Two Years Post-Chemotherapy

Many times I am still asked how Justin is doing and many times I am reminded we did not walk alone.

Thank you for that.

Justin has now completed 6th grade with good grades and a leadership award of all things. This is the same kid who hid in our closet on many school mornings, hysterical with anxiety.

Justin played intramural basketball, bravely said his lines in school concerts, went camping for the first time and scored above average on a cognitive abilities test.

We signed a mountain of paperwork listing possible side effects of chemotherapy, including physical, mental, social and emotional.

Justin experienced some in each category. But with patience, prayer and an endurance that can only be explained by the grace of God, he has struggled and fallen, struggled and persevered, struggled and conquered.

I hope our story encourages you. Keep praying. Keep pushing forward. Just keep getting up. Stay down for a while to rest but don’t quit. If someone offers to help, take the help. And when it all feels too heavy and too dark and too impossibly difficult, hold onto hope.

See I am doing a new thing! Now it springs up; Do you not perceive it? I am making a way in the wilderness and streams in a wasteland.” Isaiah 43:19

If you are a parent of a childhood cancer patient in need of support, please feel free to reach out. I get it. Grace be with you.

Hills Not Climbed

I am thankful and grateful for how far pediatric cancer treatment has come, but I can tell you about hills not climbed.

Patient and parent PTSD is real. I’m not ashamed to admit it and will gladly talk to anyone out there who is interested in initiating an intensive, comprehensive, therapeutic survivorship program. And I’m not talking about verbally trudging through feelings for an hour on zoom, attending a nutrition class, taking physical therapy or throwing survivors free baseball tickets. I mean that’s great and all but the fall-out from three years of chemotherapy, illness, trauma, fear, confusion, getting loads of attention then suddenly none, not being treated normally then expected to blend into “normality” runs MUCH deeper.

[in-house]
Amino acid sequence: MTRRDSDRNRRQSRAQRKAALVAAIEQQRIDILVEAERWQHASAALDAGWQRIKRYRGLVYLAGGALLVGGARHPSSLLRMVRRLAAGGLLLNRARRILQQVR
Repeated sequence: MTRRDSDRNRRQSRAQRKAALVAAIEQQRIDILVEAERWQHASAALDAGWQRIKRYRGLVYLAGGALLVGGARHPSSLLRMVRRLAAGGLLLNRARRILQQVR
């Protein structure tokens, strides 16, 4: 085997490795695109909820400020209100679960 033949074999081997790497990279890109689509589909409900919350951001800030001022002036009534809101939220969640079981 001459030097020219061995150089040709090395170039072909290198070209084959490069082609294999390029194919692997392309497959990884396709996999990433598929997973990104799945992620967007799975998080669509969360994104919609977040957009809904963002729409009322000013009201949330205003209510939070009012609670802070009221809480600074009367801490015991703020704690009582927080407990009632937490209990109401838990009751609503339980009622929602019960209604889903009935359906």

…they are also “fat” and “a loser”

I am talking about teaching and guiding survivors on how to re-integrate into just being a kid again:

Social skills.

Conflict resolution.

How to accept failure.

How to not use illness to manipulate circumstances.

How to distinguish between anxiety over being sick and actually being sick.

Understanding that they are no longer the center of attention every single minute.

Realizing that kids are actually mean sometimes and now that they are “all better from cancer” they are also “fat” and “a loser” or any of the other adolescent-go-to criticisms that insecure kids (survivors) actually believe.

For now, I’ll just keep making it up as I go along

I have other ideas, just can’t think of them all right now. But I plan this maybe-too-idealistic-unattainable therapeutic process in my mind often. For now, I’ll just keep making it up as I go along. Every day I see how Justin struggles. I struggle. We struggle. But there is also learning, reward, success, healing, growth, change, beauty, faith, joy and HOPE. God is good.

I really don’t pray for change in circumstances too much anymore. What has to be, will be. I pray for change in ME. Give me strength in mind, body and heart to press on.

And grant us a measure of grace for one more day.

Day 1,621

I actually forgot!

As we pass the FIVE YEAR mark since Justin’s diagnosis on January 16, 2016, I can report with gladness that the anniversary date of his diagnosis did not send me into a bout of struggling through post-traumatic flashbacks and unrelenting dark thoughts. In fact, to my absolute joy, I forgot the date until today. I actually forgot!

A Huge STEP…

This may seem like a gross omission, since we have looked toward this time with such faith, endurance and hope. But as one who has struggled and suffered and persevered with Jeff, Nicky and Michael, alongside Justin, all of these many days, I view it as a huge STEP. By His grace, I have been able to move forward. We have been able to move FORWARD.